Wednesday, February 8, 2012

Nortel Show Trial Update: Crown's case continues to unravel

The testimony of witness after witness in the Nortel show trial appears to demonstrate the the Crown doesn't have a case in the fraud prosecution of three senior Executives. Fraud by definition involves deceit, and the Crown has consistently been thwarted in every effort to show that Former Nortel CEO Frank Gunn, CFO Douglas Beatty and Controller Michael Gollogly were anything but forthcoming with the firm's auditors and board.

According to a report in the Financial Post, today's star Crown witness, Sue Shaw, the chief handler of financial consolidation records for the one-time telecom giant’s corporate books, testified to Crown prosecutors earlier this week that $66-million in accrued liabilities had been identified as early as mid-2002 as being no longer necessary to account for. It meant the sum should have been released into quarterly results, a common practice at Nortel at the time.

The Crown alleges the sum, alongside millions more in balance-sheet provisions, never made it to the income statement. Instead, the values were shifted to later periods, an Ontario Superior Court of Justice trial has heard.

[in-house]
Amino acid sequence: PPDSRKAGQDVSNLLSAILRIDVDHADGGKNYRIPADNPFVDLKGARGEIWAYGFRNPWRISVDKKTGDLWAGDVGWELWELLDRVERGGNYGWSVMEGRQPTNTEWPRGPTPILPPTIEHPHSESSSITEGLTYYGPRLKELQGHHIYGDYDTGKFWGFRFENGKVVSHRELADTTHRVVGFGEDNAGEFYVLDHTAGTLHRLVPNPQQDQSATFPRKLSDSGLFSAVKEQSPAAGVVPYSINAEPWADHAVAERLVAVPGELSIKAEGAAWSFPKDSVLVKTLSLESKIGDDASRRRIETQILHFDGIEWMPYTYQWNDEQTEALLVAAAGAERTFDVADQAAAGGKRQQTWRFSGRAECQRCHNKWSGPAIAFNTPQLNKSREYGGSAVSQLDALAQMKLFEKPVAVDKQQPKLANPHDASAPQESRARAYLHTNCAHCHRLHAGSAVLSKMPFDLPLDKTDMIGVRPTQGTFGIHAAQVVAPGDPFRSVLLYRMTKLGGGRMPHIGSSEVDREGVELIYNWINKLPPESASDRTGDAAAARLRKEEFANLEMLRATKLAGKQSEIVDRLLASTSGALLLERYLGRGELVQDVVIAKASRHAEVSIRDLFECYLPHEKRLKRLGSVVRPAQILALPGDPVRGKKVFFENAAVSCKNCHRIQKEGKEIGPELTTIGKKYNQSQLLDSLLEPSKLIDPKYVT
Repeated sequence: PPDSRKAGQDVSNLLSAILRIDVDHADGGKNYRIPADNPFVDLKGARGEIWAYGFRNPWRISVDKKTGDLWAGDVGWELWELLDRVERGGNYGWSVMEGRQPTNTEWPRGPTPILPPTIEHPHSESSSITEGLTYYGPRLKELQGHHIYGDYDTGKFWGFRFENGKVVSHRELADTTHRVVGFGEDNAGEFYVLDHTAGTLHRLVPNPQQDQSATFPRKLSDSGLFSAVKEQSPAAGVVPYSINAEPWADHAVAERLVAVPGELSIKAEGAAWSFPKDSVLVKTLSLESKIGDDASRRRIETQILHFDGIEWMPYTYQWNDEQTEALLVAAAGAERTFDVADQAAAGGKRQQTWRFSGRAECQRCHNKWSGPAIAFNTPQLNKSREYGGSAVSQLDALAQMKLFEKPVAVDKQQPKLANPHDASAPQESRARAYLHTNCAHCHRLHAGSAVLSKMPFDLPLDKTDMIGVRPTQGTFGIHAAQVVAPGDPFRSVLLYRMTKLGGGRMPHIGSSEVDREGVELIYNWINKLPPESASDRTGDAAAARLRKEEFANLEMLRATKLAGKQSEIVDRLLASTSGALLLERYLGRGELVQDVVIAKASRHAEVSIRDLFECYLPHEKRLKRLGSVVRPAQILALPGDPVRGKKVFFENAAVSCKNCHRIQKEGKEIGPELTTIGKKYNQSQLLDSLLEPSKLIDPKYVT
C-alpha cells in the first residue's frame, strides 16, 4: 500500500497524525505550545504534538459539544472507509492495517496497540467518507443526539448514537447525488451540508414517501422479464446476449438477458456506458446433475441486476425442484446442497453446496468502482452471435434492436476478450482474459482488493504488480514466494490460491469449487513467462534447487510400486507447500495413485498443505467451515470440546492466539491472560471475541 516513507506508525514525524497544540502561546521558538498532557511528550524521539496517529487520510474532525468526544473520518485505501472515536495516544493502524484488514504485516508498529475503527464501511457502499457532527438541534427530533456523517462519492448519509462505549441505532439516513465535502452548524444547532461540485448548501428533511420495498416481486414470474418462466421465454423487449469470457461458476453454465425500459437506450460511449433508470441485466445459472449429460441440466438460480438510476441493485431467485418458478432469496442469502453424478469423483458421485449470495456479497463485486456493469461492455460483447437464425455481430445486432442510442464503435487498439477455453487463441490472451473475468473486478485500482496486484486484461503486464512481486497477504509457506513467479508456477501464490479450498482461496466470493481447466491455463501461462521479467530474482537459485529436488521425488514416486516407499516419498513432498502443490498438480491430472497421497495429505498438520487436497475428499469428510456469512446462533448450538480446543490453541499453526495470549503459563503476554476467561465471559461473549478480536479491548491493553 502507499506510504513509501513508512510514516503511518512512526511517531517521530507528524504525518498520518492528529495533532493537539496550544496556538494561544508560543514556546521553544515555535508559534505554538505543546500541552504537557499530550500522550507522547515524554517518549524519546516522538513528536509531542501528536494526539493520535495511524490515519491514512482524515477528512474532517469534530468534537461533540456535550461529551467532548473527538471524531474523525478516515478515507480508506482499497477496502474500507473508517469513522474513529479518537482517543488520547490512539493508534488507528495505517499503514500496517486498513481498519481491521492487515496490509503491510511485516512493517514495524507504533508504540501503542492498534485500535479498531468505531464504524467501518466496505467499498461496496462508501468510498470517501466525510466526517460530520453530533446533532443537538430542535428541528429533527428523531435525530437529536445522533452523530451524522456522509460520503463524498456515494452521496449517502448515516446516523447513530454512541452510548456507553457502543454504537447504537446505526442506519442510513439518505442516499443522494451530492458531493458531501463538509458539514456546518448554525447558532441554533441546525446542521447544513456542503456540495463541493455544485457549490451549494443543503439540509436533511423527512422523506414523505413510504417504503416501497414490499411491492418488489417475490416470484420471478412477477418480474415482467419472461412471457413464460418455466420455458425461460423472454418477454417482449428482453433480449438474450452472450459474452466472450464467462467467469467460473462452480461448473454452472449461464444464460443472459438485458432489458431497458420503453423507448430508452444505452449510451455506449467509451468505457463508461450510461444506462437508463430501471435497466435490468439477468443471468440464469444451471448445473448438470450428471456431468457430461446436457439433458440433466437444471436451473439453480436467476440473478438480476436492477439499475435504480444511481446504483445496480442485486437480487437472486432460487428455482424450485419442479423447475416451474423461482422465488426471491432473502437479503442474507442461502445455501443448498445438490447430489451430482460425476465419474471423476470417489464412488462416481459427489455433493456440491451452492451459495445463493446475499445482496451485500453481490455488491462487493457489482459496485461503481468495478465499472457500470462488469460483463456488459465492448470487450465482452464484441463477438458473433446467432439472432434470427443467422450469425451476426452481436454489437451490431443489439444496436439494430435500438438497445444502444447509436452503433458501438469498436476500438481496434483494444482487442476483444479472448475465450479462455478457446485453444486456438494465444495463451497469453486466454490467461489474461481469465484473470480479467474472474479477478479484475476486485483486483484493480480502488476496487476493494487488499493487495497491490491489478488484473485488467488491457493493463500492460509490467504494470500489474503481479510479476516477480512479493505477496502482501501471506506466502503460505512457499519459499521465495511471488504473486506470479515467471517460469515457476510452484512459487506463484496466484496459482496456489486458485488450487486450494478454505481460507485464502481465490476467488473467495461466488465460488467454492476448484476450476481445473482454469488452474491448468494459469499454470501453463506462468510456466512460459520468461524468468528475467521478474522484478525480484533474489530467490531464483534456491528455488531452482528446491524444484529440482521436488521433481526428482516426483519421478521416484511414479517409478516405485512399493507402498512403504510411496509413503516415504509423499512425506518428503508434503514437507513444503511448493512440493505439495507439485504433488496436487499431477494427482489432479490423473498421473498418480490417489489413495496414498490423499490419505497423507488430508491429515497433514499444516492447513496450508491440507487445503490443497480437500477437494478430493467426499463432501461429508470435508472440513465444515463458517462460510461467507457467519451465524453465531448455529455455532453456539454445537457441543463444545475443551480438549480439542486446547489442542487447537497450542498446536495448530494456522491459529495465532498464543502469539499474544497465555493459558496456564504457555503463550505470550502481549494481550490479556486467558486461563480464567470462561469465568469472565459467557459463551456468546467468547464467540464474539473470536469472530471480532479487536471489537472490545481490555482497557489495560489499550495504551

Except, it turns out that Ms Shaw actually didn't know what she was talking about.

As The Post detailed:

David Porter, lawyer for former chief executive Frank Dunn, Wednesday entered into evidence a December, 2002 email between Nortel finance officials with an attached spreadsheet. A number of corporate reserves were listed as being dispatched to Nortel’s third-quarter 2002 income. It was presumably a document Ms. Shaw had not seen before.

“It appears that sixty-six million was released in that period,” the witness said. The direct repudiation undercut a central allegation by the Crown in its fraud case..

Oops! Seems yet again, the prosecution is made a fool of in this case. One wonders when pursuing obviously incorrect charges becomes an embarrassment and undermines the administration of justice in Ontario. The longer this trial continues without a summary judgement in favour of the defense, the more glaring that question becomes.

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